Closing the transfer of care gap

An innovative referral scheme is tackling the transfer of care chasm that exists between hospital and community pharmacy.

The NHS is admired the world over but when it comes to transferring patients between secondary and primary care, communication between the two is disjointed at best and non-existent at worst. The people who suffer most as a result of this failure to communicate are patients.

Several pharmacy services have been set up to try and smooth the transition – postdischarge medicines use reviews and the new medicine service in England are two cases in point – but many patients don’t understand what these services are and therefore don’t engage with them.

This was the conclusion Alistair Gray, clinical services lead pharmacist at East Lancashire Hospitals NHS Trust, came to after leading a project that involved providing patients with information about what community pharmacy could offer them. Acting on his findings, Alistair is now spearheading an initiative that aims to close the transfer of care gap.

It took three years but Refer-to-Pharmacy (R2P) is now live. Three years might sound a long time, but Alistair has been unwavering in his determination to build an electronic tool that is quick and easy to use for both hospital and community pharmacy teams, can be adapted to implement changing needs (such as a new service), and is robust, effective, efficient and – potentially most importantly – scalable. It could have been done quicker, he says, but it would not have been done properly.

Simple yet effective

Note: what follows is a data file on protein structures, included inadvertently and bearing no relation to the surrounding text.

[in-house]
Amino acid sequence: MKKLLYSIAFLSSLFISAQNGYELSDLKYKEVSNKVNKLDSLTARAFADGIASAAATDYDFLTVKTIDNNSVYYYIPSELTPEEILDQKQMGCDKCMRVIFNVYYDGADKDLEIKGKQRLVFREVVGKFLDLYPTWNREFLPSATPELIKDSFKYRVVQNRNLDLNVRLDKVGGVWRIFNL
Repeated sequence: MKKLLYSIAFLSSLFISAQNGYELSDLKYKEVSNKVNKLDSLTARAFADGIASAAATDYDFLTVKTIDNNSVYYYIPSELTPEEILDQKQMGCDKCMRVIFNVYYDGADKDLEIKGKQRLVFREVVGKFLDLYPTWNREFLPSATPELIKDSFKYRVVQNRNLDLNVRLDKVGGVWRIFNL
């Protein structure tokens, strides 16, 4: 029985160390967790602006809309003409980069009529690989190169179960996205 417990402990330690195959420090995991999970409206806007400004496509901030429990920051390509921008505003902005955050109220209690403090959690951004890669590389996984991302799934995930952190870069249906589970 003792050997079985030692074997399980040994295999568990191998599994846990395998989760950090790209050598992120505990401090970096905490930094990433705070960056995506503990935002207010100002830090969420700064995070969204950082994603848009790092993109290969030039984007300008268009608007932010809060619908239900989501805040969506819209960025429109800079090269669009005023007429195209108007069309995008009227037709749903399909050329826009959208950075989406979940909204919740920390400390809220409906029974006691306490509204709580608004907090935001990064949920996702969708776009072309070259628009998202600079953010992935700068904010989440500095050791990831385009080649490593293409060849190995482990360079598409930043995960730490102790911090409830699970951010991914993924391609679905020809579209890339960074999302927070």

The beauty of R2P is its simplicity, both in idea and execution. Referrals can be made at any point in a patient’s hospital journey.

For example, if someone is identified as using a multi-compartment compliance aid during a medicines reconciliation on admission, a message is sent to the patient’s chosen community pharmacy so dispensing can be paused in order to reduce medicines wastage. A second message is automatically sent as the patient leaves secondary care in order to provide discharge information and flag up any services that may be beneficial, although the latter may occur earlier during the patient’s stay.

The whole referral is done electronically with minimal key strokes due to it being integrated into the hospital’s IT systems. For instance, the patient’s barcode is scanned from his/her notes or inpatient wristband and drop-down menus are used to select the most appropriate service rather than having to manually type the details, making it easy for hospital staff to incorporate into their already busy ward rounds.

A short video explaining what community pharmacy can offer is shown to patients using bedside TVs. This makes the process much less demanding for the hospital team and has the added benefit of raising awareness that community pharmacy can do much more than just dispense prescriptions and sell OTC medicines. The other end of the referral is just as straightforward.

Community pharmacies receive notifications via fax, email or text message that prompt them to log into their R2P account and accept the referral. Doing so also allows access to the discharge letter, meaning the pharmacy receives exactly the same information at the same time as the patient’s GP.

They can then take whatever action is necessary, such as updating the patient medication record to reflect any changes in treatment or contacting the patient to invite them for whichever service is most appropriate. Referrals are closed once completed and outcomes captured on the web-based system.

Critical mass

The scheme went live towards the end of last year across the five sites that comprise East Lancashire Hospitals NHS Trust and all 155 community pharmacies in the area. In the first four weeks there were 234 referrals. The aim is to have 70 referrals a day once all hospital staff have been trained how to use the system, says Alistair.

“The beauty of this is that it allows patients to be referred at any point of their journey rather than only at the end,” he says, “and it also taps into existing services rather than relying on something new being commissioned.” This last point is particularly relevant given the funding cuts that have defined the NHS in recent times.